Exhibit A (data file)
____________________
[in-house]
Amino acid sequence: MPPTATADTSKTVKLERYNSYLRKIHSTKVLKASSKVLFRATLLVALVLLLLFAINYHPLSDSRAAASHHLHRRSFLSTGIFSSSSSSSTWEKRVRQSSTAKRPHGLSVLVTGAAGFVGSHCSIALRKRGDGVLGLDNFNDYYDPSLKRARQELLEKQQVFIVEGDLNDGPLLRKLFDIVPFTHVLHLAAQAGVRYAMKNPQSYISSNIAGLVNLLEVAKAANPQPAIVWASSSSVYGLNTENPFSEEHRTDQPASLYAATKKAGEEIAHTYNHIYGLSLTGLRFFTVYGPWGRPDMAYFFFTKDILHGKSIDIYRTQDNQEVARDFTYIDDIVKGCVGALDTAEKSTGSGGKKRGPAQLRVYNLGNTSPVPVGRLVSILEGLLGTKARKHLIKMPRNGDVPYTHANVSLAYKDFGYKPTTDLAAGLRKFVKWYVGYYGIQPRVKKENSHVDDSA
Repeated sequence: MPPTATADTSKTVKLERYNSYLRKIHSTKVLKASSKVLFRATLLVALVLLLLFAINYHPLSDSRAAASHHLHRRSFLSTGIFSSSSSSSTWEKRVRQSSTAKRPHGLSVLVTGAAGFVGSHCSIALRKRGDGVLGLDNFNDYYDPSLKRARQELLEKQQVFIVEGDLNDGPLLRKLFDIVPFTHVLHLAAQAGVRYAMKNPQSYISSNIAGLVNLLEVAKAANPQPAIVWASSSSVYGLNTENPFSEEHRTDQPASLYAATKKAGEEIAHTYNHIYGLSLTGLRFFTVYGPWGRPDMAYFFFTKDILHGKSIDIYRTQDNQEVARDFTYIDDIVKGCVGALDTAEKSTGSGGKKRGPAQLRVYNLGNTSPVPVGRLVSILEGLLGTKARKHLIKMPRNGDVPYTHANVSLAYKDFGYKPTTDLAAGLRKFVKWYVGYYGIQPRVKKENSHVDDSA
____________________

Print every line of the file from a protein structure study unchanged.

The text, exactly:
[in-house]
Amino acid sequence: MPPTATADTSKTVKLERYNSYLRKIHSTKVLKASSKVLFRATLLVALVLLLLFAINYHPLSDSRAAASHHLHRRSFLSTGIFSSSSSSSTWEKRVRQSSTAKRPHGLSVLVTGAAGFVGSHCSIALRKRGDGVLGLDNFNDYYDPSLKRARQELLEKQQVFIVEGDLNDGPLLRKLFDIVPFTHVLHLAAQAGVRYAMKNPQSYISSNIAGLVNLLEVAKAANPQPAIVWASSSSVYGLNTENPFSEEHRTDQPASLYAATKKAGEEIAHTYNHIYGLSLTGLRFFTVYGPWGRPDMAYFFFTKDILHGKSIDIYRTQDNQEVARDFTYIDDIVKGCVGALDTAEKSTGSGGKKRGPAQLRVYNLGNTSPVPVGRLVSILEGLLGTKARKHLIKMPRNGDVPYTHANVSLAYKDFGYKPTTDLAAGLRKFVKWYVGYYGIQPRVKKENSHVDDSA
Repeated sequence: MPPTATADTSKTVKLERYNSYLRKIHSTKVLKASSKVLFRATLLVALVLLLLFAINYHPLSDSRAAASHHLHRRSFLSTGIFSSSSSSSTWEKRVRQSSTAKRPHGLSVLVTGAAGFVGSHCSIALRKRGDGVLGLDNFNDYYDPSLKRARQELLEKQQVFIVEGDLNDGPLLRKLFDIVPFTHVLHLAAQAGVRYAMKNPQSYISSNIAGLVNLLEVAKAANPQPAIVWASSSSVYGLNTENPFSEEHRTDQPASLYAATKKAGEEIAHTYNHIYGLSLTGLRFFTVYGPWGRPDMAYFFFTKDILHGKSIDIYRTQDNQEVARDFTYIDDIVKGCVGALDTAEKSTGSGGKKRGPAQLRVYNLGNTSPVPVGRLVSILEGLLGTKARKHLIKMPRNGDVPYTHANVSLAYKDFGYKPTTDLAAGLRKFVKWYVGYYGIQPRVKKENSHVDDSA